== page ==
Great Choices From the 2015 Cincy Fringe

Just four more days for the 2015 Cincy Fringe. CityBeat’s review team has been covering each show’s opening, giving Critic’s Picks to “must-see” productions. Here are a half-dozen edited clips, in case you need tips for shows to consider. Find mor

click to enlarge The Coldharts’ Edgar Allan
The Coldharts’ Edgar Allan

Just four more days for the 2015 Cincy Fringe. CityBeat’s review team has been covering each show’s opening, giving Critic’s Picks to “must-see” productions. Here are a half-dozen edited clips, in case you need tips for shows to consider. Find more picks and full reviews of the 40-plus productions at citybeat.com.

Edgar Allan: This is a wildly creative play by The Coldharts, aka Katie Hartman and Nick Ryan. While it’s never exactly stated, the play is a reverential nod to the youth and works of Edgar Allan Poe. Hartman is highly charged as 11-year-old Edgar Allan, a boy preparing for conquests and glory at boarding school. Hartman mines tremendous humor from her physicality, a vocal delivery that is all intense, earnest sibilants and several songs, sung to her own ukulele accompaniment. It sounds odd and a little ridiculous — and it actually is both. Yet her performance is so committed and genuine that the play’s action is elevated into something else — if not one of Poe’s allegories, then at least something completely engaging. (Ed Cohen)

The Famous Haydell Sisters Comeback Tour: Mattie Haydell (the older “mannish” one according to her bio) and Maybelle Haydell (the younger “cute” one) had a meteoric rise and fall in the early ’90s, going from blooming Country Music superstars to washed-up tabloid fodder overnight. Their hits are as down and dirty as hard-luck Country Music can be. As performed by Donna Kay Yarborough and Sadie Bowman, the sisters know their way around a twangy melody and have a gift for raunchy lyrics as they sing of cheating men, bad sex, good times and lonely nights — nice guitarists, decent singers and very funny. (Joe McDonough)

Kiss Around Pass Around: Imagine Cincinnati artist Pam Kravetz and singer Björk had a Japanese baby together. That will get you close to picturing the wigged, masked, sewn-together charm of Kiss Around. With her portable, wearable sleeping trunk and matching vest, this anime-informed wood sprite carries her world with her. No matter that she can’t read the words her mother has written for a journey to take to the North, South, East and West. As long as she can find a few kind-enough and smart-enough humans, she manages just fine. Kiss Around celebrates the wonder and awe of being a child, constructing a world through movement, imagination, boredom, fear and innovation. (Stacy Sims)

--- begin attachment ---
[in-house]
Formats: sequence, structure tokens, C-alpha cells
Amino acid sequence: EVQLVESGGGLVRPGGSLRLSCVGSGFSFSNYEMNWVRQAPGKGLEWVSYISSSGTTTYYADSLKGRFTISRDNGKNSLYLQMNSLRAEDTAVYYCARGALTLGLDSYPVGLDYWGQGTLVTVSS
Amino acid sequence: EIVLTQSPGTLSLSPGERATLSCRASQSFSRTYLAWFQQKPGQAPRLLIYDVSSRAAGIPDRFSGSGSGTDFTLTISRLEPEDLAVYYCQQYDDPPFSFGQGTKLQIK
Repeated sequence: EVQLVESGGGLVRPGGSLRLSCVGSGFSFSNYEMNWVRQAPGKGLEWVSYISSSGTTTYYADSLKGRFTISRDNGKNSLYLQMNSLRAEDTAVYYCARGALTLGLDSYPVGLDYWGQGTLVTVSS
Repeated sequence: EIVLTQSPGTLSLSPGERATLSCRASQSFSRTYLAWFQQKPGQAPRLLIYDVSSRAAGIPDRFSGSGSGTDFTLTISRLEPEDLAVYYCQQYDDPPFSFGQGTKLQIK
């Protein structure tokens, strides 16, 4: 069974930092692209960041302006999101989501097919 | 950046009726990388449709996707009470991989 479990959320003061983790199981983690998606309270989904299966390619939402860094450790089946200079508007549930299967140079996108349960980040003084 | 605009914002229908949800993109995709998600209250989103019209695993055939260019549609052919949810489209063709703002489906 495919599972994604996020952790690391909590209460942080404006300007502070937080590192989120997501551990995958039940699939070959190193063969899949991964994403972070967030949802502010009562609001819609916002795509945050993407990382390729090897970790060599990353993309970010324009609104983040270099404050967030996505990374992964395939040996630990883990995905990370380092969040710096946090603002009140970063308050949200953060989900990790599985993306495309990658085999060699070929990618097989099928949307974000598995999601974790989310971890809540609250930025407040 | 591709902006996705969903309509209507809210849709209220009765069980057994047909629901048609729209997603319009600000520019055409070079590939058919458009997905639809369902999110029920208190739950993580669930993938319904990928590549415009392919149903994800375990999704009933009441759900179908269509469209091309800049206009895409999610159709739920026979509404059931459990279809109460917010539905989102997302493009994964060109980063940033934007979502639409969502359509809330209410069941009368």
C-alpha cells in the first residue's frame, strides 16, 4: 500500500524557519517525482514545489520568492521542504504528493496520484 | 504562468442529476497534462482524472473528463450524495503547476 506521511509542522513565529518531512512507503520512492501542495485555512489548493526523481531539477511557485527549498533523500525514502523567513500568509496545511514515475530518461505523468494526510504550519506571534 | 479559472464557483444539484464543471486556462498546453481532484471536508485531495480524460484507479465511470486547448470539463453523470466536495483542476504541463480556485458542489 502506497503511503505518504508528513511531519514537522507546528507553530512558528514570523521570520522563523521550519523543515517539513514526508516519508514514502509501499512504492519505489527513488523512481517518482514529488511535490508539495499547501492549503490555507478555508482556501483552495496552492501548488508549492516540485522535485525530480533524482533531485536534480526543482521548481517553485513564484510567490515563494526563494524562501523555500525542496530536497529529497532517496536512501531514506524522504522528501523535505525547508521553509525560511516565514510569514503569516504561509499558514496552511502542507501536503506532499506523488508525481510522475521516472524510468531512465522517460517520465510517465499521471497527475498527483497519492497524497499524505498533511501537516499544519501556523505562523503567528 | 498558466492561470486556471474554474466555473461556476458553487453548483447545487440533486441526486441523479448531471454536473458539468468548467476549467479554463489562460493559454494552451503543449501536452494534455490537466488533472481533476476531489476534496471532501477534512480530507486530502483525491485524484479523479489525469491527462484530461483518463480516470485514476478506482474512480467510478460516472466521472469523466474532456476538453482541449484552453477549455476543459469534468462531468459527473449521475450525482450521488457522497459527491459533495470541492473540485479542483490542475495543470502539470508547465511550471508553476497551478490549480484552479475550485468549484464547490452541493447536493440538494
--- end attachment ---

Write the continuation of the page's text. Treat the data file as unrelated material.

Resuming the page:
Mouthy Bitch: In Dennis Bush’s one-woman play we meet Kate Carden, a self-styled expert on male/female relationships. Kelsey Torstveit portrays Kate as confident as she is profane, pronouncing truisms about sexual dynamics as illustrated by outrageous personal anecdotes. By the end of the play, we realize that there is more rationalization than truth in her philosophy. While this might sound depressing, it’s not. Despite all evidence to the contrary, Kate has decided to be optimistic, and Torstveit’s fine performance achieves the difficult balance between showing us her well-crafted armor with an occasional, tragic glimpse at the heartbreak beneath it. (EC)

Tales Too Tall for Trailers: Paul Strickland, the troubadour of quirky America, is back for his third Fringe, building on his previous hits, Ain’t True and Uncle False and Papa Squat’s Store of Sorts. It’s Erika Kate MacDonald who fits right into a storytelling binge to celebrate the birthday of Uncle False. They work well together with spot-on timing as they regale the folks of Fib Cul-de-Sac (and us) with their outlandish tales and as they sing accompanying reflective songs. They employ some simple but effective theatrical devices, including a clothespin keyboard and funny shadow puppetry. But Strickland’s whimsical stories are the heart of his performances, and they are on full display again. (JM)

Moonlight After Midnight: There’s nothing black and white about this show; it’s all gray and a bit foggy, the story of two lonely people who meet in a hotel room, perhaps an anonymous assignation arranged by a phone call. He’s bored and waiting; she arrives, and verbal sparring ensues. What motivates either one is not immediately clear. They try some role-playing, and Moonlight After Midnight is off and running — down blind alleys and around unexpected corners as the pair moves like quicksilver from one relationship to another. Are they acquainted? Are they friends? Are they lovers? Are they married? Are they divorced? Without ever touching until the very last moment, they smoothly move from one moment to another. (Rick Pender)


The 2015 CINCINNATI FRINGE FESTIVAL, presented by Know Theatre, continues through Saturday. Tickets and more info: cincyfringe.com.


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